Product classification exists to resolve two problems:
- Identification of the article in simple terms.
- Identification of the article for tariff purposes.
To classify products under the General Rules of Interpretation (GRI), section, chapter, subheading notes and the terms of the headings and subheadings are to be applied. These are the “legal text” of the HS (or “nomenclature”). Chapter and section titles have no legal significance.
General Rules of Interpretation
There are six universal General Rules of Interpretation and one U.S.-specific rule. These rules are contained in the beginning of the HS and Schedule B; the rules are the same for both. These rules are important because they create a hierarchy of classification, as they are harmonized throughout the World Trade Organization. You can learn more about the GRIs in our article, Doing It by the Book: Classifying Your Goods for International Trade.
7 Best Practices for Classifying Your Products.
- Know your product(s).
- Make sure your internal controls over classification are in writing. These written procedures should be codified for both exports and imports.
- Create a classification team, which should include your company’s technical support. You need to know who you go to for support both within your organization and outside of it.
- Consult with outside experts, such as your freight forwarding company, customs broker and consultant.
- Maintain a database of classifications to ensure your organization is consistent with classification, and check your classifications regularly for updates.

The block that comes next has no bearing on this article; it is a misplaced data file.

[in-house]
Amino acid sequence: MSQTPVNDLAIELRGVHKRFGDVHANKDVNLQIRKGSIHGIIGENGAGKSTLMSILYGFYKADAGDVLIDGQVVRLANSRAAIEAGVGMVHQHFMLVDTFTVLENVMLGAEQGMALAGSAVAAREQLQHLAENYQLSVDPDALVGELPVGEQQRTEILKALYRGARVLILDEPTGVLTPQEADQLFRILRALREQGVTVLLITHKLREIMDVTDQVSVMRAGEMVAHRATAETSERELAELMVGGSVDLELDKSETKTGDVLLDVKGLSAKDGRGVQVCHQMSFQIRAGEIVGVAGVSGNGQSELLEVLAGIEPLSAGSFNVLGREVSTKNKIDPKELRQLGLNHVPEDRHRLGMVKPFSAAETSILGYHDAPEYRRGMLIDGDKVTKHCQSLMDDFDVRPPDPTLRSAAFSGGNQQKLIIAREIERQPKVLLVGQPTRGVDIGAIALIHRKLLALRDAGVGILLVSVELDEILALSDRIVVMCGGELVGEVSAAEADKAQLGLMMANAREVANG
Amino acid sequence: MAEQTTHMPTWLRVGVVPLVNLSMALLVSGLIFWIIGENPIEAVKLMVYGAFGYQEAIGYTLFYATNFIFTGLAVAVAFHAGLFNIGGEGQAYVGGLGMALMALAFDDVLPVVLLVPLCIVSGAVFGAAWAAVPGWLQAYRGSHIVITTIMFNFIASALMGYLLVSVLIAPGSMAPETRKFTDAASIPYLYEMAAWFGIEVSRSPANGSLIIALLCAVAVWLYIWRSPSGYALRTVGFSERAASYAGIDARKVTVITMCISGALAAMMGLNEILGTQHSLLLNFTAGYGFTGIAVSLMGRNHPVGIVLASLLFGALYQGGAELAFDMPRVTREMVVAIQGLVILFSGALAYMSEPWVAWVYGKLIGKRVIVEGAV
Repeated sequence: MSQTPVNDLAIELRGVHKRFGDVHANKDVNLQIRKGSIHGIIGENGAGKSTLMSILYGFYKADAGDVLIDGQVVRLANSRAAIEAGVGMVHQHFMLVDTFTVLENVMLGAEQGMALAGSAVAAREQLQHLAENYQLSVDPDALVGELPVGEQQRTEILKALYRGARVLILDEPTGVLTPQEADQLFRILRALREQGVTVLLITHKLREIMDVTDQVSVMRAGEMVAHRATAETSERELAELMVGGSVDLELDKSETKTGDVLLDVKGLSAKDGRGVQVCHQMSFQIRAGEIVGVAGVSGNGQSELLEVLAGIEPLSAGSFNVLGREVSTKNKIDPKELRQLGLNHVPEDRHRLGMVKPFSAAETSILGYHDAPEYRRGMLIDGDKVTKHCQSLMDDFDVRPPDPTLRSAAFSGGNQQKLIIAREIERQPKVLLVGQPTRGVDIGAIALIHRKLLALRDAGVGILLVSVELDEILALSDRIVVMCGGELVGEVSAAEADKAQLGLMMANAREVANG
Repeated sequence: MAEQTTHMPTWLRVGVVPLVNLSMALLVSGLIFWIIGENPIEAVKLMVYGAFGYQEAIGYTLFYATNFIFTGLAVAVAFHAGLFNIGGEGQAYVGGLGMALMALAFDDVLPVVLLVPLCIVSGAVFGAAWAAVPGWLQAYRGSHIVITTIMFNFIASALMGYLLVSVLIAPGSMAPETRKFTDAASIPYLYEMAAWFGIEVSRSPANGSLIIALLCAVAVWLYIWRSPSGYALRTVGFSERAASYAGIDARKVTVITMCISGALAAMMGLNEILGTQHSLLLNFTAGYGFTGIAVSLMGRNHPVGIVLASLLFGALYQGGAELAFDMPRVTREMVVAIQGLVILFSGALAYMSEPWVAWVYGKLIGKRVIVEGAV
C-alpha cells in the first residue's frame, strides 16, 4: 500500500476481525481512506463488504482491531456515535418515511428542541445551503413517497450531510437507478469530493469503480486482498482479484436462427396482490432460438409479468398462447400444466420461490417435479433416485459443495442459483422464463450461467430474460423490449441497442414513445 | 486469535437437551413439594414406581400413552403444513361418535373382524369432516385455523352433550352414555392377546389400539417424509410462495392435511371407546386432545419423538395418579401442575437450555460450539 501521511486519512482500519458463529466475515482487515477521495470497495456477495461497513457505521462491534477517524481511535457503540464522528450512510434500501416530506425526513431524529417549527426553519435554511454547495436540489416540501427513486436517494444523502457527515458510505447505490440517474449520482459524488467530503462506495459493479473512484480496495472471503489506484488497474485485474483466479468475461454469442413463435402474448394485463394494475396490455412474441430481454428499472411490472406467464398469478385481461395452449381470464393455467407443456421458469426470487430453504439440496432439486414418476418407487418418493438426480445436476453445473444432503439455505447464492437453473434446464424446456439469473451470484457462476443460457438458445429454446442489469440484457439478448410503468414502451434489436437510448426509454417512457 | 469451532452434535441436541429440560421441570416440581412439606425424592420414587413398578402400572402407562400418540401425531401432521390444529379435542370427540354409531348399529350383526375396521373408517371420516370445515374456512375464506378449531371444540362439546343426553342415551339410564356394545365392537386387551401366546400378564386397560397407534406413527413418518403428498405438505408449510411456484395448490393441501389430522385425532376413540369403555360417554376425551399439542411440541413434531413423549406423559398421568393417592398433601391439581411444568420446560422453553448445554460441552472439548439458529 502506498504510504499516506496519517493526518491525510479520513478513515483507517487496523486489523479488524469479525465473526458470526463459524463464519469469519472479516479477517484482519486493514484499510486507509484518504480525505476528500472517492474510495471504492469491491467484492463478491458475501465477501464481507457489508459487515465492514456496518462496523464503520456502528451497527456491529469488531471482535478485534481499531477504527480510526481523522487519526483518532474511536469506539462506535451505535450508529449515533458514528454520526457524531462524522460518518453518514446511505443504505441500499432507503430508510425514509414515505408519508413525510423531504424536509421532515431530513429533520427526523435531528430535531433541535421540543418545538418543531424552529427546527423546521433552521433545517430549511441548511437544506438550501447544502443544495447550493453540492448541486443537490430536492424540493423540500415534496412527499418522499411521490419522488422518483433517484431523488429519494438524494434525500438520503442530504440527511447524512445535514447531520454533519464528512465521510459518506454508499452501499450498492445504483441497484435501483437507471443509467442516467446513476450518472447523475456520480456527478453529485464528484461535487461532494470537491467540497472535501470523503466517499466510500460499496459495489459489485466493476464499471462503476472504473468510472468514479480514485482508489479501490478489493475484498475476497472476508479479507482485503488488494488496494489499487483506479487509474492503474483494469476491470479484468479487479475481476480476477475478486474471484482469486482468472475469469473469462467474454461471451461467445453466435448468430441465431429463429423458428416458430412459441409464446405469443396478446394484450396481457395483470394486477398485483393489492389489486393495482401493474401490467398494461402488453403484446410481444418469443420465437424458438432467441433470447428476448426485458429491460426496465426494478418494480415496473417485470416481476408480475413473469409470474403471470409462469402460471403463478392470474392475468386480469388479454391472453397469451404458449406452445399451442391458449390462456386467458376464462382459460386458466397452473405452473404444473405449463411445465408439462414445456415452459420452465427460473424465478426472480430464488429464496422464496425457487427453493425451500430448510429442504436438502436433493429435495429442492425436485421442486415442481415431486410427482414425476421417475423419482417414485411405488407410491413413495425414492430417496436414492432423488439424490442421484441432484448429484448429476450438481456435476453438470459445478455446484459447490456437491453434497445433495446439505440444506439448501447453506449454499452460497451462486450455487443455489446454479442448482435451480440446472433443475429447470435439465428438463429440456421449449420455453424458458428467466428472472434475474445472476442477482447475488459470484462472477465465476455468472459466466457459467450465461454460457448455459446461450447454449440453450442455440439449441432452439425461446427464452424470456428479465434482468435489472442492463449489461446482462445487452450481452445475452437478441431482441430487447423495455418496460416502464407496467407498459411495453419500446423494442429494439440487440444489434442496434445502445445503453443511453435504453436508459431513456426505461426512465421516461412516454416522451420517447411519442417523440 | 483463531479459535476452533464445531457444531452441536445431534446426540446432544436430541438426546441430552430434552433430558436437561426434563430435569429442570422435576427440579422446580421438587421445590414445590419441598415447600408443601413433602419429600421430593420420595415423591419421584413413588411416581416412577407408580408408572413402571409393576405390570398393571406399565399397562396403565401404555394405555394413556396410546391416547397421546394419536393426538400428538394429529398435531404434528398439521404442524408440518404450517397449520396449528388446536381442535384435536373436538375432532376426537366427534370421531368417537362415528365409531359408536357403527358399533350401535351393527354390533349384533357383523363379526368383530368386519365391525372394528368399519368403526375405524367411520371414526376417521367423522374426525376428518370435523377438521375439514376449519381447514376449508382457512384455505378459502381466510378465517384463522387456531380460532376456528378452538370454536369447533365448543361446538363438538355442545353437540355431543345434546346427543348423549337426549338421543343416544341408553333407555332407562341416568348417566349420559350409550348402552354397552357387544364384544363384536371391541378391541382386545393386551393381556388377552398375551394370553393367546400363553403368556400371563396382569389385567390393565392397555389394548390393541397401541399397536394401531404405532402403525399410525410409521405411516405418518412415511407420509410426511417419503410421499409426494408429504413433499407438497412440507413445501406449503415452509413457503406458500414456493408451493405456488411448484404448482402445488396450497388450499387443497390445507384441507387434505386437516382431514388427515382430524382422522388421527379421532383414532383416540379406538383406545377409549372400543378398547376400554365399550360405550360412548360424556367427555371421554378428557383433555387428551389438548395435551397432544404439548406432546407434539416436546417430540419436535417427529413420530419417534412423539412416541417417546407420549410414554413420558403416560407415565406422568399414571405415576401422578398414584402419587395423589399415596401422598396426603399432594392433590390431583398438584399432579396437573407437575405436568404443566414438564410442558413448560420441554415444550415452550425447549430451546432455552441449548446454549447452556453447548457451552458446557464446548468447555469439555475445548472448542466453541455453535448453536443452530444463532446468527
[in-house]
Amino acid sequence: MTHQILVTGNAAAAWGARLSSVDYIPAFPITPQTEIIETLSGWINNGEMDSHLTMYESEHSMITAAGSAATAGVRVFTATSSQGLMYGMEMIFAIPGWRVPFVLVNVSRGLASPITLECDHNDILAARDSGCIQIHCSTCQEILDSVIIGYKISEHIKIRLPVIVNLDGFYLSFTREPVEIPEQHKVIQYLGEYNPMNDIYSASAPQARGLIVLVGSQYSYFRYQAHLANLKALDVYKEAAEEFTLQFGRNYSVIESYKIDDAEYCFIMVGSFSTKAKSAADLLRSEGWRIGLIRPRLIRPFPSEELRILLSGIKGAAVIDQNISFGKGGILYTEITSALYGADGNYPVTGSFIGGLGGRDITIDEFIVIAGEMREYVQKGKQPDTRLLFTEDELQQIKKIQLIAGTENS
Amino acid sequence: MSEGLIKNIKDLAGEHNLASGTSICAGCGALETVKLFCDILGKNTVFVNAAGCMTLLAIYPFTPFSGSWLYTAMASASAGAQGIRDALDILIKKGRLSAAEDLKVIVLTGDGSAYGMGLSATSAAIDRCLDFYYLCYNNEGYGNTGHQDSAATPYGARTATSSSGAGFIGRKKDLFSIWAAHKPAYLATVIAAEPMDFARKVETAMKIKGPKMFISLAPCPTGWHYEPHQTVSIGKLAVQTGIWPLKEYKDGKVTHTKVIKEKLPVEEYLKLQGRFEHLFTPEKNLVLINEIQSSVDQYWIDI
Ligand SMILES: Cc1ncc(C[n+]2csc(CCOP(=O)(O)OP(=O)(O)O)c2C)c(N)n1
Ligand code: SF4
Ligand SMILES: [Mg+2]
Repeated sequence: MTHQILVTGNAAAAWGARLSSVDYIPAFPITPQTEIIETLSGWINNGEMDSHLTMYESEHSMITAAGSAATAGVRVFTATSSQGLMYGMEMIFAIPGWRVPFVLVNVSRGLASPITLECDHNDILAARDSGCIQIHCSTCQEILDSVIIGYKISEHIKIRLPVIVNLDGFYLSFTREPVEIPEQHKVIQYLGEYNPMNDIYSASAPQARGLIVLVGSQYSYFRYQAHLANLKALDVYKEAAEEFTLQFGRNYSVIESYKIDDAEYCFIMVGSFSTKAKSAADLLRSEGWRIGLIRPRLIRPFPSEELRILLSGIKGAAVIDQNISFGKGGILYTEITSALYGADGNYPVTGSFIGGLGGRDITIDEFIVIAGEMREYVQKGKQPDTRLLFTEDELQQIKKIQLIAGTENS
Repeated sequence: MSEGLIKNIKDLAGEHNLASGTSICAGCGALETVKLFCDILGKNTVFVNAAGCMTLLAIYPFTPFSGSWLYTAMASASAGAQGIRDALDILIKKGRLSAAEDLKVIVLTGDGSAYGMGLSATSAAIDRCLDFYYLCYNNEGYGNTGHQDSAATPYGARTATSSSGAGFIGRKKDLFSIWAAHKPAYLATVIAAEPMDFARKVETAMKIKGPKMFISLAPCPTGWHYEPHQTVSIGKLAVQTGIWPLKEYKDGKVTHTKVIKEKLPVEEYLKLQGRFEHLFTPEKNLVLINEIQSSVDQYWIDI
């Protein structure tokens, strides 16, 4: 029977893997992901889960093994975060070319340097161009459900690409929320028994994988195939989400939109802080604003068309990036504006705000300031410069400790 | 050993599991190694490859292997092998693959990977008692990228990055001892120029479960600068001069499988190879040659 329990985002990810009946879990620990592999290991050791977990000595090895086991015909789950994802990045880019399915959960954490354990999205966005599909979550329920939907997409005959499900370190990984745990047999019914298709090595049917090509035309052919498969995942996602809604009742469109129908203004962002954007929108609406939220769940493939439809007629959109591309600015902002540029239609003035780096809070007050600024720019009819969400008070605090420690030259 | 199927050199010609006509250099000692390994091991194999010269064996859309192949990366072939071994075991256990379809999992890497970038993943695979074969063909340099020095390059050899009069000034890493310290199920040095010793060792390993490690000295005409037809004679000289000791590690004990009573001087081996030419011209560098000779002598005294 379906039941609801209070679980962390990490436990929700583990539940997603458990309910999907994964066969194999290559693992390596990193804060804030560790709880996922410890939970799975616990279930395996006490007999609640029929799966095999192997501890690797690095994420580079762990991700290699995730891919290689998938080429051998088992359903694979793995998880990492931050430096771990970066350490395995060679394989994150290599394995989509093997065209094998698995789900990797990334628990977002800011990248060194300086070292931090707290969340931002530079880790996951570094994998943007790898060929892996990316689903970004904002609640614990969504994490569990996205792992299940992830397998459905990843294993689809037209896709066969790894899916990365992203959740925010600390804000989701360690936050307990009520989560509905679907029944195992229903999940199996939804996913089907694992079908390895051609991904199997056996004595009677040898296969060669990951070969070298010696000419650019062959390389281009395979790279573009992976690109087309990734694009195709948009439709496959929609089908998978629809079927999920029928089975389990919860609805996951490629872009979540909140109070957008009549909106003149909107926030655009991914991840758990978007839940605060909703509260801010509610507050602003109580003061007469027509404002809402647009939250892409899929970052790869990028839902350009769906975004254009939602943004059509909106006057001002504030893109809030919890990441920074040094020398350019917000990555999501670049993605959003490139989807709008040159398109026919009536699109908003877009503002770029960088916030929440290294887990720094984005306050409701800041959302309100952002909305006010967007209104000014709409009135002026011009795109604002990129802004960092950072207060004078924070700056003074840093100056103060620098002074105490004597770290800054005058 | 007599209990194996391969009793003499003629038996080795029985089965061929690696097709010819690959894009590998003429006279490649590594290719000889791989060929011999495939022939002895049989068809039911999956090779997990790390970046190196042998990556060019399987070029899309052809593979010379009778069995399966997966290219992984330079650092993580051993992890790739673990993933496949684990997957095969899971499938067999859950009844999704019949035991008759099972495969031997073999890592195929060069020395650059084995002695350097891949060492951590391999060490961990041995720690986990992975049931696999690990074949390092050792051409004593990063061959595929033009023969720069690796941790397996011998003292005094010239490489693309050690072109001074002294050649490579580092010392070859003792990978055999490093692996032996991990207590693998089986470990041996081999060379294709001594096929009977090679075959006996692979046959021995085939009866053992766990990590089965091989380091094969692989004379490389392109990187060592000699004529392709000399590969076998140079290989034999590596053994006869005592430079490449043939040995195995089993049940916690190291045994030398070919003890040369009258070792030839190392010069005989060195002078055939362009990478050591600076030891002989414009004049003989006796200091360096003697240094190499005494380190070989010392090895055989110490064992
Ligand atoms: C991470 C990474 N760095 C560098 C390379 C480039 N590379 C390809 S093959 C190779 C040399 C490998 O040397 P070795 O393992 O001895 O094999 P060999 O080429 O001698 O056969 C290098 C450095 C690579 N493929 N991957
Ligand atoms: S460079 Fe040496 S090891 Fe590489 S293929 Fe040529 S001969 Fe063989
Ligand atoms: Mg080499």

- Provide periodic training to your staff.
- Request rulings through a Binding Ruling when in doubt. U.S. Customs and Border Protection (CBP) offers classification assistance in the form of binding rulings, which you can request online through a formal process called Customs Rulings Online Search System (CROSS). These CROSS rulings are published on the CBP website.
One of Our Best Resources for Understanding Product Classification
Our free webinar, Classifying Your Products for Importing and Exporting, is a great starting point for anyone in your company who engages in international trade, from purchasing agents to sales reps, logistics personnel and even your company’s legal team. In it, you’ll learn:
- How the Harmonized System operates.
- When to use the Harmonized Tariff Schedule or the Schedule B.
- How to use the General Rules of Interpretation, General Notes and Trade Preference Provisions to correctly classify your imports for advantageous duty rates while avoiding fines and other regulatory compliance problems.
- How product modification, trade agreements and preference programs can reduce duty paid.
- How to obtain a classification ruling from U.S. Customs and Border Protection or other government agencies.
- What tools are out there to assist with your classification process.
Click below to watch the webinar now—and move toward clarity and confidence in using the various classification systems used globally and in the United States.